Projects per year
Discharge communication is an important component of care transition between hospitals and community care, particularly for the complex needs of stroke survivors. Despite international research and regulation, ineffective information exchange during care transitions continues to compromise patient outcomes. Primary care practitioners are increasingly responsible for the provision of stroke care in the community, yet it is not known how their role is supported by discharge communication. The aim of this qualitative study was to describe the primary care practitioner perspective of discharge communication, identifying the barriers and enablers relative to continuity of care for stroke survivors. Semi-structured telephone interviews were conducted with primary care practitioners across Australia, between April and September 2020. Data were analysed using thematic analysis with a constant-comparison approach. The findings suggest that discharge communication is often inadequate for the complex care and recovery needs of stroke survivors. The challenges in accessing care plans were noted barriers to continuity of care, while shared understandings of stroke survivors’ needs were identified as enablers. As discharge communication processes were perceived to be disconnected, primary care practitioners suggested a team approach across care settings. It is concluded that initiatives are required to increase primary care collaboration with hospital teams (which include stroke survivors and their caregivers) to improve continuity of care after stroke.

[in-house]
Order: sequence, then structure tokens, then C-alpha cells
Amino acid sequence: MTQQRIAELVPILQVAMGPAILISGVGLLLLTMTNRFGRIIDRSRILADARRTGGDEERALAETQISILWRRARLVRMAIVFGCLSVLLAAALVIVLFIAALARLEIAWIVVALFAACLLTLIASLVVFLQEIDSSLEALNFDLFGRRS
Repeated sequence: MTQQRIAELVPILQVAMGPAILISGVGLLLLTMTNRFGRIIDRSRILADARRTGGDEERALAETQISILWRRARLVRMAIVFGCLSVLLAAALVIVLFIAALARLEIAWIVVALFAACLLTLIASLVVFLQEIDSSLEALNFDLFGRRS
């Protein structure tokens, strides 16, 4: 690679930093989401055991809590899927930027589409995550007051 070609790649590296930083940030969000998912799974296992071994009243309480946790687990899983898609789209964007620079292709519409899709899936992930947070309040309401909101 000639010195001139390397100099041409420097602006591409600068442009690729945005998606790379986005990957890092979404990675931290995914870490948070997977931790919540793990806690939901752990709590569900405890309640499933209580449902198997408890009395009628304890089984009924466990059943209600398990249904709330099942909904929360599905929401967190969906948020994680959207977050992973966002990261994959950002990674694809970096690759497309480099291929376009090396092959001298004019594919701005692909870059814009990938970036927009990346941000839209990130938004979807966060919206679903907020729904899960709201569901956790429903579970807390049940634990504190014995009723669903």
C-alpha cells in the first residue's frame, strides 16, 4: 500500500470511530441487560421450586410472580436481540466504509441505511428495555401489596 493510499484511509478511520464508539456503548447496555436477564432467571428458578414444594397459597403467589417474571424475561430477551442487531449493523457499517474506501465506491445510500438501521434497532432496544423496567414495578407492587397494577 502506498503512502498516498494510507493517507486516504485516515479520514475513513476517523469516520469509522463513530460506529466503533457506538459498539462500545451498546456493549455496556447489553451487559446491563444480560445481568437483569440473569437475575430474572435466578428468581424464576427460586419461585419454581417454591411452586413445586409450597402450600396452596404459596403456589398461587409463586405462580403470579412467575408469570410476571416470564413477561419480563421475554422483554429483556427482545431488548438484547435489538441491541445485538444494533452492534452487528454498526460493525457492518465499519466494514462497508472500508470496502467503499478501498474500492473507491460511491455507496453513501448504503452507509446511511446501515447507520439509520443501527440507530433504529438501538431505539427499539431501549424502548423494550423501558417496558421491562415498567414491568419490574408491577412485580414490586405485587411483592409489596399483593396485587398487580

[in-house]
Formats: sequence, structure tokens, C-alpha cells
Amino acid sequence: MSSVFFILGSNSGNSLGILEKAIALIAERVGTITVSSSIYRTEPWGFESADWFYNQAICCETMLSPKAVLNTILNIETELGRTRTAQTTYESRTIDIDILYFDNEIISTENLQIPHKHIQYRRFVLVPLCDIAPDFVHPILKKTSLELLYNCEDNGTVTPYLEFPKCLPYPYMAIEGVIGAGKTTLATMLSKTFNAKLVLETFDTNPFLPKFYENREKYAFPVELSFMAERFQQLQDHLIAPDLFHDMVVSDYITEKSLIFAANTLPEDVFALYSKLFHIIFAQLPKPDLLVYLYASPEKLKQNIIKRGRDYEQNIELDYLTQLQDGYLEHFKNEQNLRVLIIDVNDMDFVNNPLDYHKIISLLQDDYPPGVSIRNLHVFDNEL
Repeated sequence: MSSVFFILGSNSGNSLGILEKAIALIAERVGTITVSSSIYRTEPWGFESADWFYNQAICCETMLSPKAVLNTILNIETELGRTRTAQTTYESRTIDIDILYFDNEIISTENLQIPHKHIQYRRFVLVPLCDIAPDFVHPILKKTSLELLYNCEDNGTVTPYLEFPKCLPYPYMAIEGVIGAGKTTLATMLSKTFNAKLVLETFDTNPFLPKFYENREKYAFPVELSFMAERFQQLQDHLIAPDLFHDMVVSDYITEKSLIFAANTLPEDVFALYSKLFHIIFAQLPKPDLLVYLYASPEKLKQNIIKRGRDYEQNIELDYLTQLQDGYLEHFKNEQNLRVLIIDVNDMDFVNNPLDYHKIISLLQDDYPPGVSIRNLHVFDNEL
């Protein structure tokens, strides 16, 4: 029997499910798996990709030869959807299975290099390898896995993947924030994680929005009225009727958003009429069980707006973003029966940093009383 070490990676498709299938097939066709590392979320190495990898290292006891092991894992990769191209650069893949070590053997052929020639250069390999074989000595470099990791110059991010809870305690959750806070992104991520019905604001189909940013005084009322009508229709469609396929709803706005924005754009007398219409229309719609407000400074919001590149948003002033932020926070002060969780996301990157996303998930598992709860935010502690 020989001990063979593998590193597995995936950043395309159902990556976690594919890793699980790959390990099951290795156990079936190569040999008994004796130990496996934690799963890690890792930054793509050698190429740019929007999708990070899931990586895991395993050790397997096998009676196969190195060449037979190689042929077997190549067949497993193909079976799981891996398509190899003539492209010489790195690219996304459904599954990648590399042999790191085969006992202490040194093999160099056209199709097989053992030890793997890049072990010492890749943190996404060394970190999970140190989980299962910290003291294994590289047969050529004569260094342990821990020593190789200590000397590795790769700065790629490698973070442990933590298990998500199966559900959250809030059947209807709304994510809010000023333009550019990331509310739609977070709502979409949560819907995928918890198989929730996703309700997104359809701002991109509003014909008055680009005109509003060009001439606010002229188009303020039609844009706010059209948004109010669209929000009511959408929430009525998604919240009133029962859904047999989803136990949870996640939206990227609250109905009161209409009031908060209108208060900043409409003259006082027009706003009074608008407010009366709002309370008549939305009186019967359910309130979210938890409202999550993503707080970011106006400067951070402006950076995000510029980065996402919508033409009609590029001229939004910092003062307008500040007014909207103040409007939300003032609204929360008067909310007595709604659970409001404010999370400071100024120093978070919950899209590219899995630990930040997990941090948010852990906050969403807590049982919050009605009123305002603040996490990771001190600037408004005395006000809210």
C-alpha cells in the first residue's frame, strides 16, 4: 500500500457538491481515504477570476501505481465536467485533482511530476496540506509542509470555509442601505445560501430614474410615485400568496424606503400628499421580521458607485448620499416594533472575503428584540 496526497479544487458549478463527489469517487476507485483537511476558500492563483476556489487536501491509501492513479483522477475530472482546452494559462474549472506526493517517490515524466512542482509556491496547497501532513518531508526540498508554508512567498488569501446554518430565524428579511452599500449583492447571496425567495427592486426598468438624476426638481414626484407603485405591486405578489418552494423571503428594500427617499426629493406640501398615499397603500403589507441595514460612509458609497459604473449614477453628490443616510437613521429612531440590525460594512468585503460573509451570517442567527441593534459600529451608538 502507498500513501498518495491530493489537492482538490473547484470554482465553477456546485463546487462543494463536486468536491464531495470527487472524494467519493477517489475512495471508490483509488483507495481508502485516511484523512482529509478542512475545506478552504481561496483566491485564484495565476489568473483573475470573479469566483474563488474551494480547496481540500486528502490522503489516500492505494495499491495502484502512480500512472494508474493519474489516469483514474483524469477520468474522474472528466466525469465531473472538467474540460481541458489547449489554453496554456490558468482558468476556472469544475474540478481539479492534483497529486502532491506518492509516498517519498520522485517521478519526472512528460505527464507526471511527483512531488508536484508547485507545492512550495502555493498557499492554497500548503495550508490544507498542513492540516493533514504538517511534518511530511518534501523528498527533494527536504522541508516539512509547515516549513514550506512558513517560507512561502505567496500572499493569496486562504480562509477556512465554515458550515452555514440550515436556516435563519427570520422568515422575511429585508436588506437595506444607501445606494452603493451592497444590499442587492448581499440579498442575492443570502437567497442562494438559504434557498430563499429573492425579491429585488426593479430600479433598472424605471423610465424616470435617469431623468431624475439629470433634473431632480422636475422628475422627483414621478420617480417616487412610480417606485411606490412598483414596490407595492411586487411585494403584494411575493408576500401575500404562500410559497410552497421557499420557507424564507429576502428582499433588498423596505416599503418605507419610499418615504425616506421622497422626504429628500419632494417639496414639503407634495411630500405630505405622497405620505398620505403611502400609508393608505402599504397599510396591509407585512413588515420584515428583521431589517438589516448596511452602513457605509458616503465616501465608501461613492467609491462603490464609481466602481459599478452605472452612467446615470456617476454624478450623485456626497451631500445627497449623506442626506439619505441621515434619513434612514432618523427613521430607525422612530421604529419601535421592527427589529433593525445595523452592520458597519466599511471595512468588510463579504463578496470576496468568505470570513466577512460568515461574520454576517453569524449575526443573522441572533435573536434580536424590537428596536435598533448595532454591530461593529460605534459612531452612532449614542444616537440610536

- 1 Finished
- 1 External HDR Supervision
PhD Supervision - Improving Discharge Communication and Post- Discharge Support Increases Participation After Stroke30 Jan 2019 → 31 Dec 2022
Activity: External Academic Engagement › External HDR Supervision